UMD researchers have invented a multi-compartment capsule system that mimics biological cells. Each capsule is capable of delivering a different payload, which makes them ideal for targeted drug delivery, drug abuse deterrence, and advanced materials synthesis.

The invention team includes researchers at the A. James Clark School of Engineering:  

  • Hyuntaek Oh (Ph.D. ’14), Department of Chemical and Biomolecular Engineering

  • Srinivasa Raghavan, Patrick and Marguerite Sung Professor of Chemical Engineering

The nominees in the Information Sciences category are:

Global Terrorism Database

As terror attacks have become more commonplace in the 20th century, researchers have attempted to create databases compiling information about the attacks for study, unsuccessful until now. However, a team of UMD researchers has created the Global Terrorism Database (GTD), an open-source database that records the date and location of terrorist attacks around the globe, the weapons used and the kind of target, the number of casualties, and the group or individual responsible. This information has been used by academics, lawmakers, and law enforcement to make the world safer.

The invention team includes researchers from the College of Behavioral and Social Sciences:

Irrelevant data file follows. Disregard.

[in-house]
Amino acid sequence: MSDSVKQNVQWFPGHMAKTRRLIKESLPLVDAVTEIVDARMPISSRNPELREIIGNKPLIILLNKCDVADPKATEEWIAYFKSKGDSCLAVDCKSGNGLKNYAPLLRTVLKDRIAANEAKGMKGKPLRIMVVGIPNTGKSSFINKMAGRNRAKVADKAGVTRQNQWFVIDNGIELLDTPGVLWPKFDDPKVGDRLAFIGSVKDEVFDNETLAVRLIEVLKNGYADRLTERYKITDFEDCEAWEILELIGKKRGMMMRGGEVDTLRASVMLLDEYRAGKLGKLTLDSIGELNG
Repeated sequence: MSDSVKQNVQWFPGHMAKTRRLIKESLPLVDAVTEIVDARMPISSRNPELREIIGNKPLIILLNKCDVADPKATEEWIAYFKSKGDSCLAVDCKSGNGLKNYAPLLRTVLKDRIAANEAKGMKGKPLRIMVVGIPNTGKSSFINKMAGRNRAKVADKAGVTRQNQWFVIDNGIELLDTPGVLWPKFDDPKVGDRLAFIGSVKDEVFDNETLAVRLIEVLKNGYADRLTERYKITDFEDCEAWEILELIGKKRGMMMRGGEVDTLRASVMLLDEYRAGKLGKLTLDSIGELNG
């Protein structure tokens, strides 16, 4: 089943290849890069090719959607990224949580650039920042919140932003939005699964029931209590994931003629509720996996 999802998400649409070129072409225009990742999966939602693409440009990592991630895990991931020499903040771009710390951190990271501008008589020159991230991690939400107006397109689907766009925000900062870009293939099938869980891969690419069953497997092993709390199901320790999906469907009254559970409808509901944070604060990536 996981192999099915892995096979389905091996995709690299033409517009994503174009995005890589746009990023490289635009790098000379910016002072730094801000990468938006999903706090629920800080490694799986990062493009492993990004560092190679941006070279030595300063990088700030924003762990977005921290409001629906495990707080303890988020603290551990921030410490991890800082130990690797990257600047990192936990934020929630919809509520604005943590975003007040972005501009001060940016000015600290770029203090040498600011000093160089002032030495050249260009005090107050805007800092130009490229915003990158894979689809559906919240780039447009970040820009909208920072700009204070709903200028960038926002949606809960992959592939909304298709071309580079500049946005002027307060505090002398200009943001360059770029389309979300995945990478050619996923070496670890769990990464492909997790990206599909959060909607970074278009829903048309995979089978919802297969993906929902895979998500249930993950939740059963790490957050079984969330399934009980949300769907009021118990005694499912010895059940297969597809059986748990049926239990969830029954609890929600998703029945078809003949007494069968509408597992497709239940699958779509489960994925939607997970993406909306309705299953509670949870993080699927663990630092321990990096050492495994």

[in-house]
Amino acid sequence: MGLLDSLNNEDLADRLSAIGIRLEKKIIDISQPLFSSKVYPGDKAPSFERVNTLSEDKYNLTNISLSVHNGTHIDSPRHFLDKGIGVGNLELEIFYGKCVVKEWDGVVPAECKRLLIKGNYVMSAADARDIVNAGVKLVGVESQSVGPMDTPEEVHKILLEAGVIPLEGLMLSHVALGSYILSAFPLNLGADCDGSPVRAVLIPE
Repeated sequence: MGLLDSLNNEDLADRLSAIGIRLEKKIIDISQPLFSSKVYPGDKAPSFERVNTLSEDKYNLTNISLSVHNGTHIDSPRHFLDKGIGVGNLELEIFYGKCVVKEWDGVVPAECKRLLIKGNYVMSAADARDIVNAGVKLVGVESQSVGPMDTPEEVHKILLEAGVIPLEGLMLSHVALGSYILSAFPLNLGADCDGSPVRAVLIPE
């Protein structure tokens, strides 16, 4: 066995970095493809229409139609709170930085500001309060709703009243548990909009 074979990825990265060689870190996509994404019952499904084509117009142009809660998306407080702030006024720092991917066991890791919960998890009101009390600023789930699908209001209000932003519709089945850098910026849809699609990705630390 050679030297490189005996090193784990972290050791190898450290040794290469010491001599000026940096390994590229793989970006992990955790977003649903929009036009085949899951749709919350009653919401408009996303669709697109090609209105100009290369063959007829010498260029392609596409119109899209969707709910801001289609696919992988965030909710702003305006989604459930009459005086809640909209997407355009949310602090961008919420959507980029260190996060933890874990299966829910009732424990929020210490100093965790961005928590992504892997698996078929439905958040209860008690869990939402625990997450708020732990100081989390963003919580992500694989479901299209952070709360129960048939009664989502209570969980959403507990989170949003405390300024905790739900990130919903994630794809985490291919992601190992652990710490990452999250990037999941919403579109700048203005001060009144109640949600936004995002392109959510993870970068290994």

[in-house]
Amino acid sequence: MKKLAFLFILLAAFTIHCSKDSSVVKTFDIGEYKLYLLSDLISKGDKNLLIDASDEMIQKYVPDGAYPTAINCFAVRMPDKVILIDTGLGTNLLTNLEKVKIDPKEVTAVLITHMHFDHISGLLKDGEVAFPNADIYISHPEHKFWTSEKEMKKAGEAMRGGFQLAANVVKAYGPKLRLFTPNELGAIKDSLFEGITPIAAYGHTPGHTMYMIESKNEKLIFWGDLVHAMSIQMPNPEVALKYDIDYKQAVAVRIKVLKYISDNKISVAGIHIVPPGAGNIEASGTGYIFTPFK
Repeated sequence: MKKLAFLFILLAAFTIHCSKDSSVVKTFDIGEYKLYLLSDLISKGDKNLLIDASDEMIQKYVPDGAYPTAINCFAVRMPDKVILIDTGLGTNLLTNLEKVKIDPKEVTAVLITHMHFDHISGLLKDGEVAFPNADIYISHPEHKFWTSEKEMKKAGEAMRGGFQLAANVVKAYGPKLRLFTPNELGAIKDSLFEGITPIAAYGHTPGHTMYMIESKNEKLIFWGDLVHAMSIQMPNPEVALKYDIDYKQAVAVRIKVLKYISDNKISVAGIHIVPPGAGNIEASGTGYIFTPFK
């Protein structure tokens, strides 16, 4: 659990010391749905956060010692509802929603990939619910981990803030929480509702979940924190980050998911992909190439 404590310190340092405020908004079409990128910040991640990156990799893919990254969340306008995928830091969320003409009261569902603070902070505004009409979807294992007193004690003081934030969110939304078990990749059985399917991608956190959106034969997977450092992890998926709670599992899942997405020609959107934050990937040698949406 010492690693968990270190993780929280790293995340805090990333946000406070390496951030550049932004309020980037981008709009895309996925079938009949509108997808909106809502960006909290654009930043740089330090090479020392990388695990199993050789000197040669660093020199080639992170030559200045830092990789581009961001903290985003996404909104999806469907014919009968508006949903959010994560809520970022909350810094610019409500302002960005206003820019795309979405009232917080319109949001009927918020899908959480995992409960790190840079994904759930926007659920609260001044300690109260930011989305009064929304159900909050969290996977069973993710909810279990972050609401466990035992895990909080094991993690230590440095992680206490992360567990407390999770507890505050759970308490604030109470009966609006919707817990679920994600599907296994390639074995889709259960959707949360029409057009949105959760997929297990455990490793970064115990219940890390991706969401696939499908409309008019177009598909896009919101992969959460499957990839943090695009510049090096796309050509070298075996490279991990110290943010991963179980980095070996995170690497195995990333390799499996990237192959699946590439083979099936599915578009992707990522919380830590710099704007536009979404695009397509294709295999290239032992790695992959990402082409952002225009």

• Gary LaFree, Professor, Department of Criminology and Criminal Justice and Director, National Consortium for the Study of Terrorism and Responses to Terrorism (START)

  • Erin Miller, GTD Program Manager, Researcher, START

  • Laura Dugan, Professor, Department of Criminology and Criminal Justice

Discriminative Facial Verification Software

Facial recognition software has developed rapidly since its inception, but many improvements still need to be made before it reaches maximum accuracy. UMD researchers have invented a method of adding additional constraints to existing facial recognition software, increasing the number of accurate positive matches while reducing the number of false matches.

The invention team includes:

  • Rajeev Ranjan, Graduate Student, Institute for Advanced Computer Studies (UMIACS), College of Computer, Mathematical, and Natural Sciences

  • Carlos Castillo, Assistant Research Scientist, UMIACS, College of Computer, Mathematical, and Natural Sciences

  • Ramalingam Chellappa, Minta Martin Professor of Engineering and Chair of the Department of Electrical and Computer Engineering, A. James Clark School of Engineering

Market Exchanges with Continuous Scaled Limit Orders

In the past decade, High Frequency Traders (HFTs) have come to dominate the stock market with technology and advanced algorithms that allow them to complete trades within milliseconds, putting traders without this technology at a serious disadvantage. However, researchers from UMD and Washington University in St. Louis have invented a new market limit order and exchange design that brings parity to the market by limiting the speed and size of orders.


  • Albert “Pete” Kyle, Charles E. Smith Chair Professor of Finance, Robert H. Smith School of Business

  • Jeongmin Lee, (Ph.D. ’14), Assistant Professor of Finance, Olin Business School, Washington University in St. Louis; former graduate student, Robert H. Smith School of Business

March 6, 2018